New laws will allow residents of the Federation of Bosnia and Herzegovina to install solar panels on their homes and buildings, generating electricity for personal use and sending excess energy back to the grid. Currently, there are over 750 solar power plants of varying capacities operational in the FBiH, and there is a slow buildup of congestion in the existing electricity distribution network.
– Currently, EP BiH no longer grants these preliminary approvals. We assume this is because the network is congested. The power utilities, including Elektroprenos BiH, lack a strategy and don’t know where to reinforce the network and build transformer substations. They didn’t think about transition. Now, for example, in Tešanj, we don’t have space for a single connection. With the new laws, there’s a fear that requests submitted under the old law will be processed under the new law, which among other things requires land conversion. And that’s a very expensive and time-consuming process – explains Saračević, emphasizing that laws and procedures in the FBiH vary from one canton to another.
Even after more than ten days of waiting and multiple resendings of inquiries, EP BiH (Bosnia and Herzegovina Power Utility) has not responded to questions such as how many solar power plants are currently supplying electricity to EP BiH and what quantity of electric energy they receive from them; how many completed solar plants are awaiting grid connection, and how many connection requests are currently pending; the average waiting time and potential extended waiting times; the potential production of those plants in the queue; the reasons behind the wait for grid connection; who is responsible for the development of that part of the electricity distribution network; whether there is an estimate of the necessary investment to bring the network to a state where it can accommodate all the electricity from buildings with construction permits, and the time required for such activities.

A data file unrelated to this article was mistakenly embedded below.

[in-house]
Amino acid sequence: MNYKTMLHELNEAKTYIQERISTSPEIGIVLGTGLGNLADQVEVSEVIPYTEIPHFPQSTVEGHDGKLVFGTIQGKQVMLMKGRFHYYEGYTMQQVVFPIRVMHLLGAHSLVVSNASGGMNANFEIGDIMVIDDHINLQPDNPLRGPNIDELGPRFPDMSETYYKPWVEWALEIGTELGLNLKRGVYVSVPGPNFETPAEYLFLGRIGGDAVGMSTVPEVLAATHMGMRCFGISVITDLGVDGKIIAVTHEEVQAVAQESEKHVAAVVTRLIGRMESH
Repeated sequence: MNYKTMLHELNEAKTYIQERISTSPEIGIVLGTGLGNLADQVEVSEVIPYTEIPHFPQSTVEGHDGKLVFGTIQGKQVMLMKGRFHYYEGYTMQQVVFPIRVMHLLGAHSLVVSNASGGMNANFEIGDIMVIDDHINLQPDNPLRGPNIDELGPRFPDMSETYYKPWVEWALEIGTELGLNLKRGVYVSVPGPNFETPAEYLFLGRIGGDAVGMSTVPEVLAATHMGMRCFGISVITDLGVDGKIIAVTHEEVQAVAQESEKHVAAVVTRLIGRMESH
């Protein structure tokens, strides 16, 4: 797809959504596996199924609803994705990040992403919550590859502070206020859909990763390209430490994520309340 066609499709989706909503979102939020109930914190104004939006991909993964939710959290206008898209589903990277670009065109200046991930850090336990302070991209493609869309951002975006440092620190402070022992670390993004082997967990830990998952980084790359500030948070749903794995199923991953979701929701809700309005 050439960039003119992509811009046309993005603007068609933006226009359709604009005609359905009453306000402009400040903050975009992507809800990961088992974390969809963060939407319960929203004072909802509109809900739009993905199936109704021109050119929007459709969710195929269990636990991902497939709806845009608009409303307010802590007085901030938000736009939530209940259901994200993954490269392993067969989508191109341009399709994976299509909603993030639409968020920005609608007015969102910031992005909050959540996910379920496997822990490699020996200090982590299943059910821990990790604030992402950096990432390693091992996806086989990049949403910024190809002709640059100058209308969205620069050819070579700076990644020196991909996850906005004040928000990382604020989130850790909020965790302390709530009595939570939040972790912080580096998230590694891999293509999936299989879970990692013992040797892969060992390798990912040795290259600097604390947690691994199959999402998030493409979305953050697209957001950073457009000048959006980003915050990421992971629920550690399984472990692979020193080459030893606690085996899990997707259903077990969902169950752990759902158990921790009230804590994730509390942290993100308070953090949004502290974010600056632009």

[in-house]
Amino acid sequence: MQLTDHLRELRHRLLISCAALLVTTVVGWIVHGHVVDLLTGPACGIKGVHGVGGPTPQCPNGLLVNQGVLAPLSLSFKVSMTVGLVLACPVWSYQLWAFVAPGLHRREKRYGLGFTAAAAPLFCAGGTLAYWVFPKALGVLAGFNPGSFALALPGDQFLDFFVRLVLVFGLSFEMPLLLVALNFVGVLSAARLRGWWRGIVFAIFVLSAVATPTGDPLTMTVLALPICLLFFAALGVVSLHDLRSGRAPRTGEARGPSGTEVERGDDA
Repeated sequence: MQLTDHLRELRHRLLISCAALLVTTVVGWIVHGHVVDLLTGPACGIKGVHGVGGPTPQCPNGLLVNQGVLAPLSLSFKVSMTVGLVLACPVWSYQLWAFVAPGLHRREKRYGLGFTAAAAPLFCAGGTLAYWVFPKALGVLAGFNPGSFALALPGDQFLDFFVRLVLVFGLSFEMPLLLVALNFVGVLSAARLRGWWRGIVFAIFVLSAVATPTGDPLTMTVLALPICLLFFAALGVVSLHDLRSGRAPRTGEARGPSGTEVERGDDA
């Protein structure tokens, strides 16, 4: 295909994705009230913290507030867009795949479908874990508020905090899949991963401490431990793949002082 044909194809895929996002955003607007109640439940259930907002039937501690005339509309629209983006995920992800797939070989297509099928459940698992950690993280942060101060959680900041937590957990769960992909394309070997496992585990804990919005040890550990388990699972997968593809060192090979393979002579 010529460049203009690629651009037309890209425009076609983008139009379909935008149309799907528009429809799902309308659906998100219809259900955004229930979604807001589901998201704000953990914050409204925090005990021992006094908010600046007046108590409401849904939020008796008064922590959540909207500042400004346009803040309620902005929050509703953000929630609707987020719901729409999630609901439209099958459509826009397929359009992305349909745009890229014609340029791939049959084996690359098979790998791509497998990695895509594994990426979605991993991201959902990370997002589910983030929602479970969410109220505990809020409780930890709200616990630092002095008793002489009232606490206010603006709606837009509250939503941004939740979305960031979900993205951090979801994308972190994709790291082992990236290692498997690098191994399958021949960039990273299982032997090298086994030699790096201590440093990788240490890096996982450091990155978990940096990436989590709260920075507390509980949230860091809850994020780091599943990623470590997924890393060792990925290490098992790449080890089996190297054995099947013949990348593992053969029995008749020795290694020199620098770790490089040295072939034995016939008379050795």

In Elektroprivreda HZ HB (Electric Utility Company of Herzeg-Bosnia), they claim not to have any solar power plants waiting to be connected to the grid.
– We had a problem with power plants from the Hodovo industrial zone, but we built a transformer station with our own funds, even though there was a dilemma of whether we or Elektroprenos BiH should do it. But we resolved that issue ourselves – explained EP HZ HB.
EP BiH Rejects Requests